Brittany Ridley

The Cal Poly men’s soccer team is comprised of a mixture of athletes from countries all over the world, including Germany, Poland, Canada, Belgium, South America and the Republic of Sierra Leone.

Social sciences freshman Abdul Sesay is one of the many soccer players who recently moved to the United States to expand his opportunities in education.

Sesay, born and raised in the Republic of Sierra Leone, in West Africa, was a member of his national soccer team, but came to the United States to receive the education he felt was necessary.

“Back where I come from you get your education and you have nothing to do with it because the leaders are selfish and they do not provide opportunity for everyone,” Sesay said. “I can’t play soccer for the rest of my life, but I can have my education for the rest of my life.”

Because of Sesay’s success in soccer, he was able to escape the city of Sierra Leone in 1997 during the country’ s civil war, and was taken to Guinea Conakry for safety. Being a member of the national team and a celebrity in his country, people were constantly concerned with his protection, Sesay said.

“In my country, soccer is the only thing that brings us together. That’s one thing that keeps people’s spirits up,” Sesay said. “When you play soccer people know you and people are trying to protect you all the time. Being on the national team, the entire county knew who I was.”

Sesay’s coach said these experiences bring a certain maturity to his game.

“He is a mature person and an experienced player,” said Wolfgang Gartner, Cal Poly’s men’s soccer coach. “He lived in a refugee camp I think for three years in Iberia and he brings a maturity based on those experiences that other students don’t have.”

Although the life lessons Sesay gained from living in Africa add to his game, the differences between American and African soccer have taken some time to adjust to.

“One of the differences is being on a national team you play with a lot of experienced players,” Sesay said. “Sometimes I cannot play the way I want to play. This game is not a one man game, it’s a team game and sometimes I find it frustrating, but I got to play it and I am doing my best.”

Sesay is only one of many foreign players on the team that find the difference in soccer training in the United States difficult to work with. Journalism sophomore Nikhil Erlebach, who hails from Hamburg, Germany, recently moved to the United States for his education, and often finds college soccer a different game.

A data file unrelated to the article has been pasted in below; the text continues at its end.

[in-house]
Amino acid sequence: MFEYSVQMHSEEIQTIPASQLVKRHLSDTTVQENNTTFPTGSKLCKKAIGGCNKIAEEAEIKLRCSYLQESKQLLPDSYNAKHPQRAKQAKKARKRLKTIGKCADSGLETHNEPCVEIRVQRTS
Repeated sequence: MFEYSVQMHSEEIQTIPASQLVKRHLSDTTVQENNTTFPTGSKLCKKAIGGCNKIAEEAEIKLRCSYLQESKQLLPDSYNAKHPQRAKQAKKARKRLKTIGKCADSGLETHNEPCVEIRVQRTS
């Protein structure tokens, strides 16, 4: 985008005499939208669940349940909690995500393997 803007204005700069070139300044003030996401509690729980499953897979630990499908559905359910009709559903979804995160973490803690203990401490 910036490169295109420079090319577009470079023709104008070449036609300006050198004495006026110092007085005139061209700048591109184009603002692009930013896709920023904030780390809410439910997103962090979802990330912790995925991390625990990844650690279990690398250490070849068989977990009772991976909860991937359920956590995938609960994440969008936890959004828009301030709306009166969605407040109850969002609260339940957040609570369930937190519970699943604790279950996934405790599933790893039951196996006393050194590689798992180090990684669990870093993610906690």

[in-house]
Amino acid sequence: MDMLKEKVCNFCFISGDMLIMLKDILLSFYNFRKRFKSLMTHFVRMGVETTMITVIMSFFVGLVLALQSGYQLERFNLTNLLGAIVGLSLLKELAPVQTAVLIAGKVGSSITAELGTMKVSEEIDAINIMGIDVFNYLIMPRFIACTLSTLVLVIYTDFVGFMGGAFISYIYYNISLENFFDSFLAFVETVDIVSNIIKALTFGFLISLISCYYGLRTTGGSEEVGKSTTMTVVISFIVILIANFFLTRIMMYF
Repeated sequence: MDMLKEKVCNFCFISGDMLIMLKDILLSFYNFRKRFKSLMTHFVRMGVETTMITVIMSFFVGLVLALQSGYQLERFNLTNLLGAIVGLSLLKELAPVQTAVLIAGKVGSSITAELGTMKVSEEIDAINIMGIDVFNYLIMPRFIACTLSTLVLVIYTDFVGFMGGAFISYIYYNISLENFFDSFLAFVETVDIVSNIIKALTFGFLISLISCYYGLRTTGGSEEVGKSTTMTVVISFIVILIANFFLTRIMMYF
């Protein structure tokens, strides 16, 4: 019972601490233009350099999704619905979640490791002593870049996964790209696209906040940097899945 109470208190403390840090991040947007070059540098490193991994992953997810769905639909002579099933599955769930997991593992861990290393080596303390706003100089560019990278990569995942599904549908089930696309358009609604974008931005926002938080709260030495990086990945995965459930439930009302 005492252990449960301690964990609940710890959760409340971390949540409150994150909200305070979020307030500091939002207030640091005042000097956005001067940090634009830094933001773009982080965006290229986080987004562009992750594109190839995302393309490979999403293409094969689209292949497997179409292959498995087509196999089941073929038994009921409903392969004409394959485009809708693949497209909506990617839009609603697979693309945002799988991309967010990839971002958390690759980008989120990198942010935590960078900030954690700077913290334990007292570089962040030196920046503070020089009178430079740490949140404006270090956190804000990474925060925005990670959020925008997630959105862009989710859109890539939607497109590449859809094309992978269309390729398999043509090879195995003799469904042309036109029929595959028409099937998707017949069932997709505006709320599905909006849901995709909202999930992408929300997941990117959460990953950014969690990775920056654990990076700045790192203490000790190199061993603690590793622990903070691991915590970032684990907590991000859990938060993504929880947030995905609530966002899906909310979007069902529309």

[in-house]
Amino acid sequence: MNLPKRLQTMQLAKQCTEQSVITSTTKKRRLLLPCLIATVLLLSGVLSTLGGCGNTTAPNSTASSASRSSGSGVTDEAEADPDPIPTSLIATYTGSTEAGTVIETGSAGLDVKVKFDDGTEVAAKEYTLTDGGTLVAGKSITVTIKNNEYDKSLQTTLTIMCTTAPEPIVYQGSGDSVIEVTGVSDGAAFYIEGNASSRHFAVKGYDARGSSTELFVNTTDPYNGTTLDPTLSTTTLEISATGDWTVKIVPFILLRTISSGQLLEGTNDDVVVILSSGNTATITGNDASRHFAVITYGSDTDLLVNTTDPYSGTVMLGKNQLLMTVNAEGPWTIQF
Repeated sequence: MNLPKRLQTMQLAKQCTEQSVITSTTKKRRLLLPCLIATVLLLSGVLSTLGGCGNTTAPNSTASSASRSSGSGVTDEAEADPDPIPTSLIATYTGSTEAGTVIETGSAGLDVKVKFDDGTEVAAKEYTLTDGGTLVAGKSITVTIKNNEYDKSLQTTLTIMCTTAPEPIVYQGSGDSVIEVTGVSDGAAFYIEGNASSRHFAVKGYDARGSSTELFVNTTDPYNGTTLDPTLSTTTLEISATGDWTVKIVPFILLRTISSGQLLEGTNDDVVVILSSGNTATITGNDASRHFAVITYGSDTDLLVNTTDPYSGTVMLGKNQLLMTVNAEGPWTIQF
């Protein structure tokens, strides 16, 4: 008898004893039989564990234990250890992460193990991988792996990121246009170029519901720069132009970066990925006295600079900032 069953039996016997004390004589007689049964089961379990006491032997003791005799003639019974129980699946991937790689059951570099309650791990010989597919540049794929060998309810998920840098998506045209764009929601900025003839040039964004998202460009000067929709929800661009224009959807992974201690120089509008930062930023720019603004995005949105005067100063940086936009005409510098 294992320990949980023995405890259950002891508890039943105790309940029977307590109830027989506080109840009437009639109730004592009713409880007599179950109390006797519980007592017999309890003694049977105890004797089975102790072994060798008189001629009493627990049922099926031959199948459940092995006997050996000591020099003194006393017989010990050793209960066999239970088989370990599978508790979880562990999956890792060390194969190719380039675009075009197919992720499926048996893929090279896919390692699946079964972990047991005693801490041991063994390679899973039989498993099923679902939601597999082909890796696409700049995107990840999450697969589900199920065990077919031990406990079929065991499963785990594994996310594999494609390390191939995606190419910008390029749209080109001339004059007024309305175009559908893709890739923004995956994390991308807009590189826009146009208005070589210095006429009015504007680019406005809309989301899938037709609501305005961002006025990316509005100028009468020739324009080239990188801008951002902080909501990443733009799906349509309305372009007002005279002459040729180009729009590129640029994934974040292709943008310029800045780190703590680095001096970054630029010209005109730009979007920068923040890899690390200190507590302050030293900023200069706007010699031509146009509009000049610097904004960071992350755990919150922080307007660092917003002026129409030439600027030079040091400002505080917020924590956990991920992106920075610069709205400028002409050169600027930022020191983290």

“Over here it is more important how tall you are, how fast you are and how you can run. Over there it is more how good of a soccer play you are,” Erlebach said. “Over here is it just based on running and punting the ball and where I am from it is a lot more about tactics and playing.”

Gartner grew up playing soccer in Germany, so he has an understanding for each county’s different ideas of soccer and works with these differences on his team.

“It is a cultural thing, really. Soccer really expresses the culture the people come from, which is why I try to have diversity on our team,” Gartner said.

Much like Erlebach and Sesay, Gartner found the shortness of the college soccer season and an emphasis on physical speed rather than technical ability frustrating.

“The problem is this is college soccer and no one in the world has college soccer because the season is only three months including preparation,” Gartner said. “Being that this is a team sport, it doesn’t allow much time to form a team and it makes the soccer team unusually wild.”

College soccer also uses different rules compared to other soccer leagues in the world. Teams substitute in as many players needed throughout the game. Internationally, teams can substitute three times during the game, and they often only use two, Gartner said.

“This unlimited substitution changes the game dramatically. Here you have people in and out, and it doesn’t foster a controlled game, which I don’t like,” Gartner said. “It takes away the creativity and skill from the player. If a player is skillful and wants to play 90 minutes, but the other team is putting new guys in every few minute, then the game becomes to high pace.”

Regardless of the different styles in each player’s game, both Sesay and Erlebach are grateful for the education and ability to play soccer in the United States.

“It is great here. I like it because everything is organized and everything has a systematical step, and because education is the most important thing here,” Sesay said. “Back home my teammates are praising me for getting an education. People are writing about me and saying, ‘He is in school and playing soccer. That is how it is suppose to be.’”

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